Students will be able to distinguish between proportional and nonproportional relationships.

You have heard of moving at a constant speed or doing something at a constant rate - but did you know that was a proportional relationship?

10 minutes

**Opener: **As students enter the room, they will immediately pick up and begin working on the opener. Instructional Strategy - Process for openers This method of working and going over the opener lends itself to allow students to construct viable arguments and critique the reasoning of others, which is **mathematical practice 3**.

**Learning Target: **After completion of the opener, I will address the day’s learning targets to the students. In today’s lesson, the intended target is, “I can distinguish between proportional and nonproportional relationships.” Students will jot the learning target down in their agendas (our version of a student planner, there is a place to write the learning target for every day).

**Thoughts from Me! **This lesson requires that students look for repeated reasoning, which will help them to determine if a relationship is proportional or not (**mathematical practice 8**). Students will be required to develop models for real world problems (**mathematical practice 4**) as well as reason through problems (**mathematical practice 2**).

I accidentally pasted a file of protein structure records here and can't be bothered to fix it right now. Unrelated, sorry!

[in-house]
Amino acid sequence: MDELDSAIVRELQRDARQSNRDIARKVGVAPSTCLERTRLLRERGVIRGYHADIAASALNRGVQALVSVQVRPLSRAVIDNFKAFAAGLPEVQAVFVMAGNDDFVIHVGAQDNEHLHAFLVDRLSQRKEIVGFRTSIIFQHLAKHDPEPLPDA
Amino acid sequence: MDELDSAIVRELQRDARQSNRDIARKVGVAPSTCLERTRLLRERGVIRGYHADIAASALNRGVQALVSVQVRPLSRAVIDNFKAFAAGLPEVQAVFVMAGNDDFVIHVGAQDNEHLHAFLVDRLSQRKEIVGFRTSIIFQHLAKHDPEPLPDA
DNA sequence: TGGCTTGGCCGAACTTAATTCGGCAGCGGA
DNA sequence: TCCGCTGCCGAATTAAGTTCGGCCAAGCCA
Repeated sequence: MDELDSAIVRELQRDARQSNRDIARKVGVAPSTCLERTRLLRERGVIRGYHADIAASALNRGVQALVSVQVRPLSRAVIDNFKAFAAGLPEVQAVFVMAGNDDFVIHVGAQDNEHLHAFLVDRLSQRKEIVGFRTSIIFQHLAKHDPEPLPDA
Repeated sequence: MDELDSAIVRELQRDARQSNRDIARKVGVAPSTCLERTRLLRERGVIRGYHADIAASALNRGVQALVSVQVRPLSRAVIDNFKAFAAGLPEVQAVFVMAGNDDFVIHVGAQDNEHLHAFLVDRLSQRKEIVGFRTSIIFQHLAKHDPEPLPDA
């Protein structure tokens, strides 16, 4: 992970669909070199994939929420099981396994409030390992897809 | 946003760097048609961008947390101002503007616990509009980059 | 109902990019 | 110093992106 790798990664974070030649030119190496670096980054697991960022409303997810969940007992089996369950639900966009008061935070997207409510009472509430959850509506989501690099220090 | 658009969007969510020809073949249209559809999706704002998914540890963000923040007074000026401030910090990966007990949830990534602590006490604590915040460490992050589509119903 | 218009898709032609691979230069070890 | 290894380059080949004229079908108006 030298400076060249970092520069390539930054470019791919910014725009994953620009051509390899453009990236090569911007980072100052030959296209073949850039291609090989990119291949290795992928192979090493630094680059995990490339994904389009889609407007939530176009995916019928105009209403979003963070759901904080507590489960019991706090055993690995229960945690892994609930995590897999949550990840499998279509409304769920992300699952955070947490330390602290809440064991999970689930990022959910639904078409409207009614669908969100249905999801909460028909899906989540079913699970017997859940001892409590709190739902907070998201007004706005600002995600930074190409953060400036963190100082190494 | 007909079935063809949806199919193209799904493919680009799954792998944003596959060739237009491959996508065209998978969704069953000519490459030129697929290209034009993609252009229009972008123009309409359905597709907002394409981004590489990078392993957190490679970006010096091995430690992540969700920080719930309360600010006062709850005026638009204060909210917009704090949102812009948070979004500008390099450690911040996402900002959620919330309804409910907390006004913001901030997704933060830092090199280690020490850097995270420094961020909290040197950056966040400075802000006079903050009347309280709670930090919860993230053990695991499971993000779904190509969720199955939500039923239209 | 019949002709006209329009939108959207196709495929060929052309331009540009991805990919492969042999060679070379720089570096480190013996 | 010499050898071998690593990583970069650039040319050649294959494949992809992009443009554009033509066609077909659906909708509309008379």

5 minutes

Instructional Strategy - Table Discussion**: **To summarize this lesson, I will have students have a table discussion on the question: To determine if a relationship was proportional or not, we looked for a constant ratio. What do you think the technical term for this constant ratio is? In the next lesson, we will move towards identifying the constant of proportionality, k, and writing equations. This summary activity is a lead in to that. I am almost confident that no groups will come up with “constant of proportionality,” but it is fun to see! I am not going to tell them if no one gets it, they will have to stay tuned tomorrow!